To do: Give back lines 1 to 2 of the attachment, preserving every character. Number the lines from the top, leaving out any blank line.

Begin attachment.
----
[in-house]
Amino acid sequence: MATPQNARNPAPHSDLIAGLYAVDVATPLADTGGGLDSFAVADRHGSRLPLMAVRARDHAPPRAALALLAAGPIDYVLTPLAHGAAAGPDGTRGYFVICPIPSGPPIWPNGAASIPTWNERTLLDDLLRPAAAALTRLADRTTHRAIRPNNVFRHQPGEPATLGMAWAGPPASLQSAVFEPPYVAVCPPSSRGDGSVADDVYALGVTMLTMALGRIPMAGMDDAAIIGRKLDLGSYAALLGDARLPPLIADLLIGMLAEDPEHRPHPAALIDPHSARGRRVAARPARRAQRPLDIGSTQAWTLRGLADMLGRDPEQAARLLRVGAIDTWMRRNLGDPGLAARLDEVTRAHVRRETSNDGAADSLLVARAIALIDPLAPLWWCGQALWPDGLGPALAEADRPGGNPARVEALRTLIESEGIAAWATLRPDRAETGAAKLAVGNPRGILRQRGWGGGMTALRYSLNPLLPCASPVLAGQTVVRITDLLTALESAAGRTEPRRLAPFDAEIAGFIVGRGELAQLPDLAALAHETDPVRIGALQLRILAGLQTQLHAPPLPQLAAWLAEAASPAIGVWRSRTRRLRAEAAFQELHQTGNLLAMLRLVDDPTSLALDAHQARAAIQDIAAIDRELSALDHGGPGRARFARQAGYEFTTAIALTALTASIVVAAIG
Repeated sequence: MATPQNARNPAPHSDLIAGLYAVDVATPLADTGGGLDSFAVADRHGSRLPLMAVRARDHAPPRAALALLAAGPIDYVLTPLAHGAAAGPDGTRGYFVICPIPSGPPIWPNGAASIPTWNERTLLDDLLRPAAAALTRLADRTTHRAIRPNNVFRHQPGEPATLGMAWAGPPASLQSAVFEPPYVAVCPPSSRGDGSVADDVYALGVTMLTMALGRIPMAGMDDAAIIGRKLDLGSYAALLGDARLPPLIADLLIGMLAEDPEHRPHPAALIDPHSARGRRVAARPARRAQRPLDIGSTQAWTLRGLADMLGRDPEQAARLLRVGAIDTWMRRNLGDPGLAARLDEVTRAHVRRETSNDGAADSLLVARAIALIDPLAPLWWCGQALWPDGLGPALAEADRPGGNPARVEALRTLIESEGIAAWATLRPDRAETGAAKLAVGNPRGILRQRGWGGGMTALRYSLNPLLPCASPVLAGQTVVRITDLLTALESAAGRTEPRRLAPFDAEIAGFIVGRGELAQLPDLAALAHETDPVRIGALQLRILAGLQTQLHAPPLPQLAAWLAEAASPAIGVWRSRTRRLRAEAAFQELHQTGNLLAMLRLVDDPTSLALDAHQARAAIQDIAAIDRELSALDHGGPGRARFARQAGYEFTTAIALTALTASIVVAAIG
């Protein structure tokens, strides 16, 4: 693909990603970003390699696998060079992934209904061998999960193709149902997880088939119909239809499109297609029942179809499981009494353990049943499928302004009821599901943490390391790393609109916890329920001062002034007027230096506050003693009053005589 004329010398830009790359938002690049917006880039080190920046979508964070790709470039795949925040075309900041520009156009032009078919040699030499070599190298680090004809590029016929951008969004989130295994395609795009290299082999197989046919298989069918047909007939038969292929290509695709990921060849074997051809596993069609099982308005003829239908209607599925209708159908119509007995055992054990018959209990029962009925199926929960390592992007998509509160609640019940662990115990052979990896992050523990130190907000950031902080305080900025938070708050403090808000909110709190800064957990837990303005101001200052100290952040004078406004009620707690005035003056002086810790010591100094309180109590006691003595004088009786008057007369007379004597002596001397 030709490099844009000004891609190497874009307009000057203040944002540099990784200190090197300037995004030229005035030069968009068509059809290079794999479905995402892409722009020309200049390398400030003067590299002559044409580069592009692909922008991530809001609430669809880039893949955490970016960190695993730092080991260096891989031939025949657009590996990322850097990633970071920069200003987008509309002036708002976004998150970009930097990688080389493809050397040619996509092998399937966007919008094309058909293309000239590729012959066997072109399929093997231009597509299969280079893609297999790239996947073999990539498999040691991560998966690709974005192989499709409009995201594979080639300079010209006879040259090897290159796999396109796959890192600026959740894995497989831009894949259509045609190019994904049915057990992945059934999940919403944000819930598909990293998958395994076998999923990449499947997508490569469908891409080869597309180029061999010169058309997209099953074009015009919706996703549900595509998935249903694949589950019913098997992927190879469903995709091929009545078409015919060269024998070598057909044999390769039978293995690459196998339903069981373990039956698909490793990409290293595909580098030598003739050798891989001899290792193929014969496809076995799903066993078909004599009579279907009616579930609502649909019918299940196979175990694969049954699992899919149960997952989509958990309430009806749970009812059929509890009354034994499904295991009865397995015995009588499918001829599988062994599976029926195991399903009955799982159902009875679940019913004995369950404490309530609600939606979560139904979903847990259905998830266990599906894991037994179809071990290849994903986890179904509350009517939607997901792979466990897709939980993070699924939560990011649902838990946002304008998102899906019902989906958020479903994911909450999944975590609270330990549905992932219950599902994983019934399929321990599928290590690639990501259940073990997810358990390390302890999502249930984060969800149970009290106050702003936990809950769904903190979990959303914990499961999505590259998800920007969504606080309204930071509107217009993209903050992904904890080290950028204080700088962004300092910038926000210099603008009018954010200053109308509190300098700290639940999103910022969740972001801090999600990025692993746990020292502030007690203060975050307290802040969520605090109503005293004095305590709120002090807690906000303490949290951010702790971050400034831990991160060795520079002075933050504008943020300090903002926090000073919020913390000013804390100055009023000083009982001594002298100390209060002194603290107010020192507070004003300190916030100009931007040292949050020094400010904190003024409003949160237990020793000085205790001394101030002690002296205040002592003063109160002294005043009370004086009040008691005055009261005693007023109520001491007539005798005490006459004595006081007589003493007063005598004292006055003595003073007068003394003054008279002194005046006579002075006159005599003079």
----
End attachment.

[in-house]
Amino acid sequence: MATPQNARNPAPHSDLIAGLYAVDVATPLADTGGGLDSFAVADRHGSRLPLMAVRARDHAPPRAALALLAAGPIDYVLTPLAHGAAAGPDGTRGYFVICPIPSGPPIWPNGAASIPTWNERTLLDDLLRPAAAALTRLADRTTHRAIRPNNVFRHQPGEPATLGMAWAGPPASLQSAVFEPPYVAVCPPSSRGDGSVADDVYALGVTMLTMALGRIPMAGMDDAAIIGRKLDLGSYAALLGDARLPPLIADLLIGMLAEDPEHRPHPAALIDPHSARGRRVAARPARRAQRPLDIGSTQAWTLRGLADMLGRDPEQAARLLRVGAIDTWMRRNLGDPGLAARLDEVTRAHVRRETSNDGAADSLLVARAIALIDPLAPLWWCGQALWPDGLGPALAEADRPGGNPARVEALRTLIESEGIAAWATLRPDRAETGAAKLAVGNPRGILRQRGWGGGMTALRYSLNPLLPCASPVLAGQTVVRITDLLTALESAAGRTEPRRLAPFDAEIAGFIVGRGELAQLPDLAALAHETDPVRIGALQLRILAGLQTQLHAPPLPQLAAWLAEAASPAIGVWRSRTRRLRAEAAFQELHQTGNLLAMLRLVDDPTSLALDAHQARAAIQDIAAIDRELSALDHGGPGRARFARQAGYEFTTAIALTALTASIVVAAIG